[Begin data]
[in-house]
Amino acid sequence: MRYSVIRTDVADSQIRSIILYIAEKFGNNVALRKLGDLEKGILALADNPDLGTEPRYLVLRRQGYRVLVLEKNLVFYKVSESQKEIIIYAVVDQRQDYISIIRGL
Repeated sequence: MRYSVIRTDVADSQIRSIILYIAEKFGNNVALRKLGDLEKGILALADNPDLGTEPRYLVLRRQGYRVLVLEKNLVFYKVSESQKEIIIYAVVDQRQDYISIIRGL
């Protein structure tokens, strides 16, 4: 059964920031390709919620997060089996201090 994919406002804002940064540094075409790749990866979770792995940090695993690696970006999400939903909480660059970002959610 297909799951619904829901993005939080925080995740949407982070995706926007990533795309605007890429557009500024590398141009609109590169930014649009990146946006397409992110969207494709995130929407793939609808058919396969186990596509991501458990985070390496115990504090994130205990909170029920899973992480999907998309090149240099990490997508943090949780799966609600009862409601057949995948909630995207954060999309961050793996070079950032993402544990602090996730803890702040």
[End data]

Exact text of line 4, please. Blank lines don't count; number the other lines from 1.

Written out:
């Protein structure tokens, strides 16, 4: 059964920031390709919620997060089996201090 994919406002804002940064540094075409790749990866979770792995940090695993690696970006999400939903909480660059970002959610 297909799951619904829901993005939080925080995740949407982070995706926007990533795309605007890429557009500024590398141009609109590169930014649009990146946006397409992110969207494709995130929407793939609808058919396969186990596509991501458990985070390496115990504090994130205990909170029920899973992480999907998309090149240099990490997508943090949780799966609600009862409601057949995948909630995207954060999309961050793996070079950032993402544990602090996730803890702040």